Fans of John Green and Matthew Quick: Get ready to die laughing.
Denton Little's Deathdate takes place in a world exactly like our own except that everyone knows the day they will die. For 17-year-old Denton Little, that's tomorrow, the day of his senior prom.
Despite his early deathdate, Denton has always wanted to live a normal life, but his final days are filled with dramatic firsts. First hangover. First sex. First love triangle (as the first sex seems to have happened not with his adoring girlfriend, but with his best friend's hostile sister. Though he's not totally sure. See: first hangover.) His anxiety builds when he discovers a strange purple rash making its way up his body. Is this what will kill him? And then a strange man shows up at his funeral, claiming to have known Denton's long-deceased mother, and warning him to beware of suspicious government characters…. Suddenly Denton's life is filled with mysterious questions and precious little time to find the answers.
Debut author Lance Rubin takes us on a fast, furious, and outrageously funny ride through the last hours of a teenager's life as he searches for love, meaning, answers, and (just maybe) a way to live on.
I am odd, I love dark books and somethings others think are morbid. Once I saw the cover of Denton's Little Deathdate I knew that I had to read the book. I was generously given a ARC from the publisher for my honest review.
- The whole concept of the story was really interesting and unique. Would you want to know the exact day that you were going to die? Would you like to be at your own funeral? That is how life is when you live in Denton's world.
- The book was written very conversationally. I often felt like I could hear Denton reading the story to me. I also think that it gave a little immaturity to the story, but I may have just noticed this for being an older reader that enjoys YA.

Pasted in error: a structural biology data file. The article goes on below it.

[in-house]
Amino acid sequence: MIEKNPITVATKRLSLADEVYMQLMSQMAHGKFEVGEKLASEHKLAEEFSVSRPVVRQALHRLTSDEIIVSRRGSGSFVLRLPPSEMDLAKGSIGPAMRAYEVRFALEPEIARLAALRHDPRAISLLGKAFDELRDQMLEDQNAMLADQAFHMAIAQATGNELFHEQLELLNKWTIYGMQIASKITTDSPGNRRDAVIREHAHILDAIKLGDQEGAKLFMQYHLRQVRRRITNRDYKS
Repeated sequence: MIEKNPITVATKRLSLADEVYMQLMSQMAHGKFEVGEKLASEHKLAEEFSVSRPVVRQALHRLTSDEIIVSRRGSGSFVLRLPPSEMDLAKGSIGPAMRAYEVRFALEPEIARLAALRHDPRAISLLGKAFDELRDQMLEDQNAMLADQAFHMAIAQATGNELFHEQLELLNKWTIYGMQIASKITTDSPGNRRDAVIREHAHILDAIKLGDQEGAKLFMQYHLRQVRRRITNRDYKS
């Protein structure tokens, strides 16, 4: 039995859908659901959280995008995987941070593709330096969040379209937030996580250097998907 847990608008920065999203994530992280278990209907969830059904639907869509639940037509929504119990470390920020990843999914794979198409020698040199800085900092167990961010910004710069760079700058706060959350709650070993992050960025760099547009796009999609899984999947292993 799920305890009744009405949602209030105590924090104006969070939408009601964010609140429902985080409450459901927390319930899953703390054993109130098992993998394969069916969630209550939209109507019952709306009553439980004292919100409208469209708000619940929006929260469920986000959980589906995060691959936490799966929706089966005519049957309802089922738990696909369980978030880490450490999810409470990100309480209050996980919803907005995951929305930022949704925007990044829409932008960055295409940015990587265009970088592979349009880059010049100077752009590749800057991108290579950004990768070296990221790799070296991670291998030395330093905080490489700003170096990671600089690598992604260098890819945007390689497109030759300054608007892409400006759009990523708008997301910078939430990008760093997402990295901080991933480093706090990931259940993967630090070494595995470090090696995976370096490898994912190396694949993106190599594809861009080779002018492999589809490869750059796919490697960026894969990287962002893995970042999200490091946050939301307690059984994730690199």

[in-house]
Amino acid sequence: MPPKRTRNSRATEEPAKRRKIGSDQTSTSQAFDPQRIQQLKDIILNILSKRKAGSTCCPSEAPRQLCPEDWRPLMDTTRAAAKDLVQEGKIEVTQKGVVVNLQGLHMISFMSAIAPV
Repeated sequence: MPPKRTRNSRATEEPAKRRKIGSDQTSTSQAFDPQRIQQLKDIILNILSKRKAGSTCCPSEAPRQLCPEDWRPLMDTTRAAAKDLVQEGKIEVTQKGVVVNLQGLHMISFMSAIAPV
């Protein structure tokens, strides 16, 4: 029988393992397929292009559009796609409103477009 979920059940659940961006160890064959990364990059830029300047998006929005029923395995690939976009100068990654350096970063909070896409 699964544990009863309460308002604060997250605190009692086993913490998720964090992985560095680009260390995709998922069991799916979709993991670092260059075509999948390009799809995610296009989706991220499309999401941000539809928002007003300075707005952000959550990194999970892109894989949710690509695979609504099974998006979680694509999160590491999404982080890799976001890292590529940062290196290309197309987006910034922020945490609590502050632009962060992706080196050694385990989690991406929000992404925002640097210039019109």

- Denton was a funny little dude. I liked his view on the world and he had as much of a positive take on his death as was possible - at least when faced with death.
- I enjoyed the fact that Denton was a little all-over-the-place and make numerous mistakes nearing his deathdate. I can see that being a normal reaction. If you are a teen going to die, you would want to do all the things that are illegal just to say you did them before you left earth. He also got himself twisted up in a little love triangle, but it fits in this book.
- The world building around the new deathdate society was really interesting. First off, you sat in on your own funeral and then gave a eulogy. Then you have a dance and party with your friends and family one last time. Finally you spend the last 24 hours of your life in your house, sitting there waiting to die.
- I am assuming that this is going to turn into a series. There are a lot of unanswered questions. I kept wondering how it was going to wrap up when there was a lot going on in the book with only 20% left, and then 13% left. And then I read the last line and realized that I was duped. I thought this book was a stand-alone but I have no conclusion.
- There was so much build up to finding out who random characters were, that when they were finally revealed it was the end of the book. I felt like there was a lot of fluff and it could have been more focused on the mystery involving Denton. I think that was really interesting and it was underplayed.